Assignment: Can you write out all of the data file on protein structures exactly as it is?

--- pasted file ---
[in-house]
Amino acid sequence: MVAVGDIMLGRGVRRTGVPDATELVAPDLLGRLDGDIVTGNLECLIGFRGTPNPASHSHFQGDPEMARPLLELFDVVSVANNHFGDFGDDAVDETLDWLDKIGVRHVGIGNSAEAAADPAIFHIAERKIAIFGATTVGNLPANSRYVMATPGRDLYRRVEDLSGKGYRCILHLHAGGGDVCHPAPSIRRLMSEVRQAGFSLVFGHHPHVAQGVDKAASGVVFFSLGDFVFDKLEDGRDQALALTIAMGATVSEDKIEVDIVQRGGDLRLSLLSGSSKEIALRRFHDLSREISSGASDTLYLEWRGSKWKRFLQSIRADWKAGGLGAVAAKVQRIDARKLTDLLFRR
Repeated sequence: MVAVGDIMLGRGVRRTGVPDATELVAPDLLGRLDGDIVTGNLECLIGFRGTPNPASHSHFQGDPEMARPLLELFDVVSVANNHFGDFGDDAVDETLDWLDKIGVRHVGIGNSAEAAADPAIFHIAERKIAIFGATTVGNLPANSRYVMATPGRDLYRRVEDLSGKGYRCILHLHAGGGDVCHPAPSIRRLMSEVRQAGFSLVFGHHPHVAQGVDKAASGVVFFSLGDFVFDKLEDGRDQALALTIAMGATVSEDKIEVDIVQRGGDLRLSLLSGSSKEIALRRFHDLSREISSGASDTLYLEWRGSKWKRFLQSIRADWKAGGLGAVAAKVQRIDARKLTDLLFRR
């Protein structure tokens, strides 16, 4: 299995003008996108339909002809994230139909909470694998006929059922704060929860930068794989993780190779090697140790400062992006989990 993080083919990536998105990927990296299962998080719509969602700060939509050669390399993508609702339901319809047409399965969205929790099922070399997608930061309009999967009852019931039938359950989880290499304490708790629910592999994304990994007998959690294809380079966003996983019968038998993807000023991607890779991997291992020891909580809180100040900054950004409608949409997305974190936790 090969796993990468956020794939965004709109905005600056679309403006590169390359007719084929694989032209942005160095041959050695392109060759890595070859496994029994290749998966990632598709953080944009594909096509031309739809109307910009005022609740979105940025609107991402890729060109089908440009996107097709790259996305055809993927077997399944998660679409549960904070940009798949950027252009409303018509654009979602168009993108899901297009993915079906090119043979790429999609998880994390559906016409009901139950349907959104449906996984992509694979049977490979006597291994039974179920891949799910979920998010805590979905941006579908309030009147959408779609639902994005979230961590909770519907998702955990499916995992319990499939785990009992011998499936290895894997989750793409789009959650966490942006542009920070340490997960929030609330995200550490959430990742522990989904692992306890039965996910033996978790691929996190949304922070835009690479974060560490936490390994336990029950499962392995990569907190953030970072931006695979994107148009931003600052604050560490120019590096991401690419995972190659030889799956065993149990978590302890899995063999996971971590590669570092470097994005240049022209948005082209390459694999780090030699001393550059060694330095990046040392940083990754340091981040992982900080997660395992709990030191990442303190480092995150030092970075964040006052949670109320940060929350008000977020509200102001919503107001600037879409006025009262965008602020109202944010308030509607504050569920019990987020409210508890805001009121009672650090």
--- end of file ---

[in-house]
Amino acid sequence: MVAVGDIMLGRGVRRTGVPDATELVAPDLLGRLDGDIVTGNLECLIGFRGTPNPASHSHFQGDPEMARPLLELFDVVSVANNHFGDFGDDAVDETLDWLDKIGVRHVGIGNSAEAAADPAIFHIAERKIAIFGATTVGNLPANSRYVMATPGRDLYRRVEDLSGKGYRCILHLHAGGGDVCHPAPSIRRLMSEVRQAGFSLVFGHHPHVAQGVDKAASGVVFFSLGDFVFDKLEDGRDQALALTIAMGATVSEDKIEVDIVQRGGDLRLSLLSGSSKEIALRRFHDLSREISSGASDTLYLEWRGSKWKRFLQSIRADWKAGGLGAVAAKVQRIDARKLTDLLFRR
Repeated sequence: MVAVGDIMLGRGVRRTGVPDATELVAPDLLGRLDGDIVTGNLECLIGFRGTPNPASHSHFQGDPEMARPLLELFDVVSVANNHFGDFGDDAVDETLDWLDKIGVRHVGIGNSAEAAADPAIFHIAERKIAIFGATTVGNLPANSRYVMATPGRDLYRRVEDLSGKGYRCILHLHAGGGDVCHPAPSIRRLMSEVRQAGFSLVFGHHPHVAQGVDKAASGVVFFSLGDFVFDKLEDGRDQALALTIAMGATVSEDKIEVDIVQRGGDLRLSLLSGSSKEIALRRFHDLSREISSGASDTLYLEWRGSKWKRFLQSIRADWKAGGLGAVAAKVQRIDARKLTDLLFRR
């Protein structure tokens, strides 16, 4: 299995003008996108339909002809994230139909909470694998006929059922704060929860930068794989993780190779090697140790400062992006989990 993080083919990536998105990927990296299962998080719509969602700060939509050669390399993508609702339901319809047409399965969205929790099922070399997608930061309009999967009852019931039938359950989880290499304490708790629910592999994304990994007998959690294809380079966003996983019968038998993807000023991607890779991997291992020891909580809180100040900054950004409608949409997305974190936790 090969796993990468956020794939965004709109905005600056679309403006590169390359007719084929694989032209942005160095041959050695392109060759890595070859496994029994290749998966990632598709953080944009594909096509031309739809109307910009005022609740979105940025609107991402890729060109089908440009996107097709790259996305055809993927077997399944998660679409549960904070940009798949950027252009409303018509654009979602168009993108899901297009993915079906090119043979790429999609998880994390559906016409009901139950349907959104449906996984992509694979049977490979006597291994039974179920891949799910979920998010805590979905941006579908309030009147959408779609639902994005979230961590909770519907998702955990499916995992319990499939785990009992011998499936290895894997989750793409789009959650966490942006542009920070340490997960929030609330995200550490959430990742522990989904692992306890039965996910033996978790691929996190949304922070835009690479974060560490936490390994336990029950499962392995990569907190953030970072931006695979994107148009931003600052604050560490120019590096991401690419995972190659030889799956065993149990978590302890899995063999996971971590590669570092470097994005240049022209948005082209390459694999780090030699001393550059060694330095990046040392940083990754340091981040992982900080997660395992709990030191990442303190480092995150030092970075964040006052949670109320940060929350008000977020509200102001919503107001600037879409006025009262965008602020109202944010308030509607504050569920019990987020409210508890805001009121009672650090």